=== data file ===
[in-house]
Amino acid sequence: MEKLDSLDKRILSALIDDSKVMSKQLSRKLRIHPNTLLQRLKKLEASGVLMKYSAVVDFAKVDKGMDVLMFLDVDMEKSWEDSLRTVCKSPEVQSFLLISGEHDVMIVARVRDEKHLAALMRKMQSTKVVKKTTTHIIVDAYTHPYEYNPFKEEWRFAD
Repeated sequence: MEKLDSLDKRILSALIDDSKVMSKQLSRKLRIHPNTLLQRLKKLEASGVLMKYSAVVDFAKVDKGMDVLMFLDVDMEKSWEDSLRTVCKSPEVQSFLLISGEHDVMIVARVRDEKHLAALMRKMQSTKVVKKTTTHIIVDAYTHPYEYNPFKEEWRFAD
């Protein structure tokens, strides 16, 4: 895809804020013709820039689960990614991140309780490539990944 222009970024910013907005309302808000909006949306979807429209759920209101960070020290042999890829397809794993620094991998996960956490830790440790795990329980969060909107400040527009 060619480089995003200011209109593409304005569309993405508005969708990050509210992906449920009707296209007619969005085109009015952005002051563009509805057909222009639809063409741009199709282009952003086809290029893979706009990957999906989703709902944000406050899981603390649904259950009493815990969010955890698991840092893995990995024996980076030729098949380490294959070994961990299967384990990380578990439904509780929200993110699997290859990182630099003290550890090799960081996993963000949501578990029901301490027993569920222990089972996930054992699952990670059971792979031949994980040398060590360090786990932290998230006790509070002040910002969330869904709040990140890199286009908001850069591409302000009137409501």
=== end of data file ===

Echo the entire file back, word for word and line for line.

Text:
[in-house]
Amino acid sequence: MEKLDSLDKRILSALIDDSKVMSKQLSRKLRIHPNTLLQRLKKLEASGVLMKYSAVVDFAKVDKGMDVLMFLDVDMEKSWEDSLRTVCKSPEVQSFLLISGEHDVMIVARVRDEKHLAALMRKMQSTKVVKKTTTHIIVDAYTHPYEYNPFKEEWRFAD
Repeated sequence: MEKLDSLDKRILSALIDDSKVMSKQLSRKLRIHPNTLLQRLKKLEASGVLMKYSAVVDFAKVDKGMDVLMFLDVDMEKSWEDSLRTVCKSPEVQSFLLISGEHDVMIVARVRDEKHLAALMRKMQSTKVVKKTTTHIIVDAYTHPYEYNPFKEEWRFAD
């Protein structure tokens, strides 16, 4: 895809804020013709820039689960990614991140309780490539990944 222009970024910013907005309302808000909006949306979807429209759920209101960070020290042999890829397809794993620094991998996960956490830790440790795990329980969060909107400040527009 060619480089995003200011209109593409304005569309993405508005969708990050509210992906449920009707296209007619969005085109009015952005002051563009509805057909222009639809063409741009199709282009952003086809290029893979706009990957999906989703709902944000406050899981603390649904259950009493815990969010955890698991840092893995990995024996980076030729098949380490294959070994961990299967384990990380578990439904509780929200993110699997290859990182630099003290550890090799960081996993963000949501578990029901301490027993569920222990089972996930054992699952990670059971792979031949994980040398060590360090786990932290998230006790509070002040910002969330869904709040990140890199286009908001850069591409302000009137409501």